Catherine Collinson, president of the Transamerica Center for Retirement Studies, says their annual survey finds few women in Iowa or nationwide think they’ll be able to retire without sacrifices.
“Our findings are pretty scary in that only 10% of working women are very confident they’ll be able to someday retire with a comfortable lifestyle,” Collinson says, “just one in ten.” Collinson says women face challenges like having to take time out of the workforce to become caregivers to children, to parents, or both.
“We are facing an uphill battle when it comes to saving and planning for retirement,” she says. “Women continue to earn less than men and lower earnings means we have less available to save.” The study showed the average woman’s retirement savings is at $34,000 and her average emergency savings is only $2,000. The report finds many people are planning to work longer and retire older, but to do so, Collinson says they need to accomplish three goals.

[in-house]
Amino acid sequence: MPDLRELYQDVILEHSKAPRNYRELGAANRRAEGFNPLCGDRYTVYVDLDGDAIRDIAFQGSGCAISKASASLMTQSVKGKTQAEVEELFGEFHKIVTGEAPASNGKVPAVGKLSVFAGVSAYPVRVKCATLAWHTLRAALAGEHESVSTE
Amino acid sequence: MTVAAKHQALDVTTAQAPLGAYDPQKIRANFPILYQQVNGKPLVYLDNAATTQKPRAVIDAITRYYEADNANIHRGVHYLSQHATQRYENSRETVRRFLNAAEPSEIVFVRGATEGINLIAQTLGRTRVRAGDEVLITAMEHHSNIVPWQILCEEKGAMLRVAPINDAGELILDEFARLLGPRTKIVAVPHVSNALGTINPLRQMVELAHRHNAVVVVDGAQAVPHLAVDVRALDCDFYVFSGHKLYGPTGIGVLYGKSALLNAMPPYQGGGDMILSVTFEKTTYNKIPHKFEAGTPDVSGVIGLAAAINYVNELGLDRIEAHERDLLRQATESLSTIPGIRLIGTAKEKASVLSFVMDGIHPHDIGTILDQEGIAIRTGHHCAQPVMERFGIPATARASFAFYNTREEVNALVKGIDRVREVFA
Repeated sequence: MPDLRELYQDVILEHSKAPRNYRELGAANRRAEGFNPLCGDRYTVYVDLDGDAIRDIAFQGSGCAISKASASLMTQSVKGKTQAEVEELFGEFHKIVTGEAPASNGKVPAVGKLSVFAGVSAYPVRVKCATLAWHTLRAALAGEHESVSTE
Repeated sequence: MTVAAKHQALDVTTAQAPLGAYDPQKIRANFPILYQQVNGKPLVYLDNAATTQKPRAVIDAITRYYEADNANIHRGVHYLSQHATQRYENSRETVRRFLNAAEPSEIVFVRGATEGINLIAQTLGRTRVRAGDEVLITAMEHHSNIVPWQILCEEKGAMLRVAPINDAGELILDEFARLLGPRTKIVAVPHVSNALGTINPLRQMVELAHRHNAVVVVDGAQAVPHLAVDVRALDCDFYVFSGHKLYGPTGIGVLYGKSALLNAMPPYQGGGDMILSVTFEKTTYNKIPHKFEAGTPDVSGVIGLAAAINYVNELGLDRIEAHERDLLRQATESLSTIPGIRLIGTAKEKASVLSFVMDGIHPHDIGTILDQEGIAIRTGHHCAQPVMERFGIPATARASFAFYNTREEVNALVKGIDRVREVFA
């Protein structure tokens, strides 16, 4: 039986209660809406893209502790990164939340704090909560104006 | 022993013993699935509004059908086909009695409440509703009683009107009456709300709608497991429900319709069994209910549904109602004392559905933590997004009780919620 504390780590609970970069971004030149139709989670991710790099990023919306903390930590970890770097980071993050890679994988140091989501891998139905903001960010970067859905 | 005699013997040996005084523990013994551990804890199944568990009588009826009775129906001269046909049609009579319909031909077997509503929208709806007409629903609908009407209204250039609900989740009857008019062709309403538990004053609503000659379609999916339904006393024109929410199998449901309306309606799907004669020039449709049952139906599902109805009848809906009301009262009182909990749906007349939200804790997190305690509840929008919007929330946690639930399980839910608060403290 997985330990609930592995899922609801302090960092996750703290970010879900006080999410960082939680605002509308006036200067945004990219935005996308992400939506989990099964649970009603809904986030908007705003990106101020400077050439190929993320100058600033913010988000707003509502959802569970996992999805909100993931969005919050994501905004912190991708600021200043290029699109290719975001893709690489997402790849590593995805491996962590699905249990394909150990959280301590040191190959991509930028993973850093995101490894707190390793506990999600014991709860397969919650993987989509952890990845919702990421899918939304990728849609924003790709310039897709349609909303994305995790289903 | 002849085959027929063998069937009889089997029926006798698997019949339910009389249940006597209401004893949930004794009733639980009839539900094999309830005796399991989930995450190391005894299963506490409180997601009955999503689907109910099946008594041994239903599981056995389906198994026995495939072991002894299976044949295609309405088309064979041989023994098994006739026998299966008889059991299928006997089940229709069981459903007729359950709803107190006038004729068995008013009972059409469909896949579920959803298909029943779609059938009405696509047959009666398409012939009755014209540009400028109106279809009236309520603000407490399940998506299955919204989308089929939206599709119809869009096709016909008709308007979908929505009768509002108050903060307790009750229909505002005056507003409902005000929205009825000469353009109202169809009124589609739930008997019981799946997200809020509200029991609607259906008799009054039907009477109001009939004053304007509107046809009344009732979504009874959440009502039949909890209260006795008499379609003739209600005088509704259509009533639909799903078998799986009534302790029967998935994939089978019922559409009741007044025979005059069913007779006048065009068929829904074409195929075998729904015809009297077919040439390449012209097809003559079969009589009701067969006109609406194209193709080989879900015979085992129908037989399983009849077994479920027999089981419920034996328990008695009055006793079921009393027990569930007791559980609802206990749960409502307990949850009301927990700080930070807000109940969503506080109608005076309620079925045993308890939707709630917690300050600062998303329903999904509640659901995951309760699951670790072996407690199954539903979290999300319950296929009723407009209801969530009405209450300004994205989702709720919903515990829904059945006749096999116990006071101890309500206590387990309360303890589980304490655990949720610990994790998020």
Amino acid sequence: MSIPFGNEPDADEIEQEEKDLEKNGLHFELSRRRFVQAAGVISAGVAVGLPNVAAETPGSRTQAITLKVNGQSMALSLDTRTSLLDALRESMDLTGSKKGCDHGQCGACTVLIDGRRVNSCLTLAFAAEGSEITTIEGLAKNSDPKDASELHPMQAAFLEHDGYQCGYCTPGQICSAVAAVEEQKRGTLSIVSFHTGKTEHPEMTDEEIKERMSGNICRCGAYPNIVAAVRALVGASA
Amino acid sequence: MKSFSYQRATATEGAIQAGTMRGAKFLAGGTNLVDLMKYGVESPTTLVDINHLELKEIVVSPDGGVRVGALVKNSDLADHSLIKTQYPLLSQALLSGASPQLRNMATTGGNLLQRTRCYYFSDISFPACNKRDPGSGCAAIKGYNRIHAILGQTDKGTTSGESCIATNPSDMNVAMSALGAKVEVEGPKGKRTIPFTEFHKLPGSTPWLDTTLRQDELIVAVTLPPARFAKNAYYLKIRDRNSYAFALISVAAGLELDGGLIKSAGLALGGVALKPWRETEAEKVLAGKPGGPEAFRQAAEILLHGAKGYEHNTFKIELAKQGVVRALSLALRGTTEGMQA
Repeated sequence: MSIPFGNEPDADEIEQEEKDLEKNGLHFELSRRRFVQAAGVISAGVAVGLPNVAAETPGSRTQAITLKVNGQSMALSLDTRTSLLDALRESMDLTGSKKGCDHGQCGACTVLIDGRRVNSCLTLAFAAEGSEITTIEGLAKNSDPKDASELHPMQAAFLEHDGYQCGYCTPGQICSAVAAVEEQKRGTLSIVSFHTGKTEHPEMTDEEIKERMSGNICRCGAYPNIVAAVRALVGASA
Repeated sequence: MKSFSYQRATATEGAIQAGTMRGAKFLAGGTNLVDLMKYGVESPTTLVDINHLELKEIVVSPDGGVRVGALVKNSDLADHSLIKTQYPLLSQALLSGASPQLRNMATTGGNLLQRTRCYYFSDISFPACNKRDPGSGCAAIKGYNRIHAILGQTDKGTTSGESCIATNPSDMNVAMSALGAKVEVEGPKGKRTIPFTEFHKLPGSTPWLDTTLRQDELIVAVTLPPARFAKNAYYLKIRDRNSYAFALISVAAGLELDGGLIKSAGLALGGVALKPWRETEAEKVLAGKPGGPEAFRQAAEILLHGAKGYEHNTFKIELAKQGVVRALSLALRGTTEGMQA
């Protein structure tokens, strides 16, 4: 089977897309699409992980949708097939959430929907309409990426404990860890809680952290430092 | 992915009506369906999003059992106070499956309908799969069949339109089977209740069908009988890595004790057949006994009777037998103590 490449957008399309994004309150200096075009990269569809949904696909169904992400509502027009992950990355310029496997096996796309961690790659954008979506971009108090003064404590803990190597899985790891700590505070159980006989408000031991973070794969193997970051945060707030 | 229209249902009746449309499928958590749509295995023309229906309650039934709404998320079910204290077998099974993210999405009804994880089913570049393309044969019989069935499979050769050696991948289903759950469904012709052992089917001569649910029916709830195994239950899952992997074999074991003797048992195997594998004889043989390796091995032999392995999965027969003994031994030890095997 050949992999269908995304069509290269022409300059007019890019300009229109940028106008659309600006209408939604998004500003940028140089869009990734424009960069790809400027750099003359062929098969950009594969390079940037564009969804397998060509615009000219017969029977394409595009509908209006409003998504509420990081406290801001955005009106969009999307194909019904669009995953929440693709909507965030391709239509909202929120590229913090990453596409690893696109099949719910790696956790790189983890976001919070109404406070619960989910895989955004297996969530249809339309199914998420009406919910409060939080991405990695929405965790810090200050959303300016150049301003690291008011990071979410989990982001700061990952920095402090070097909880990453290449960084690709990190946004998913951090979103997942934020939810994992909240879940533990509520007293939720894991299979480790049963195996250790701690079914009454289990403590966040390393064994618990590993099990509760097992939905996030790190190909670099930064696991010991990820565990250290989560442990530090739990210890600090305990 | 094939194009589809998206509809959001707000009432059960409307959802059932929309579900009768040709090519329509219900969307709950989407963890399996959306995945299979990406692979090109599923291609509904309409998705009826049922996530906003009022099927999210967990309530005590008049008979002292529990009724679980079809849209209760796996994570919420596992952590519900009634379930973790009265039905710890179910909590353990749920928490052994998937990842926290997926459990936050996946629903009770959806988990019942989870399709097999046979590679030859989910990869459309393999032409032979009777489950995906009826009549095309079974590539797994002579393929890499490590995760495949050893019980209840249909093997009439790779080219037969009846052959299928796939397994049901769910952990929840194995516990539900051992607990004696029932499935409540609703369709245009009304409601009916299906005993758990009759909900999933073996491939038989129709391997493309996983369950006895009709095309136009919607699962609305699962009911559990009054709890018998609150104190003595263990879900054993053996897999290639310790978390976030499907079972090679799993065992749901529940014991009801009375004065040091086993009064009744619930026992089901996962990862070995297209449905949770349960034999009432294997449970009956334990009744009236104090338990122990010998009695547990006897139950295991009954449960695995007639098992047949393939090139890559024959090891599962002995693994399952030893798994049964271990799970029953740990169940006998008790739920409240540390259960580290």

“One is, we’ve got to take care of ourselves and our health,” she says. “We’ve got to keep our job skills up to date, and lastly, we need to have a backup plan if retirement happens unexpectedly.”
Studies of the so-called gender pay gap find women in the U.S. make 77 cents for every dollar made by men.
(Thanks to Karla James)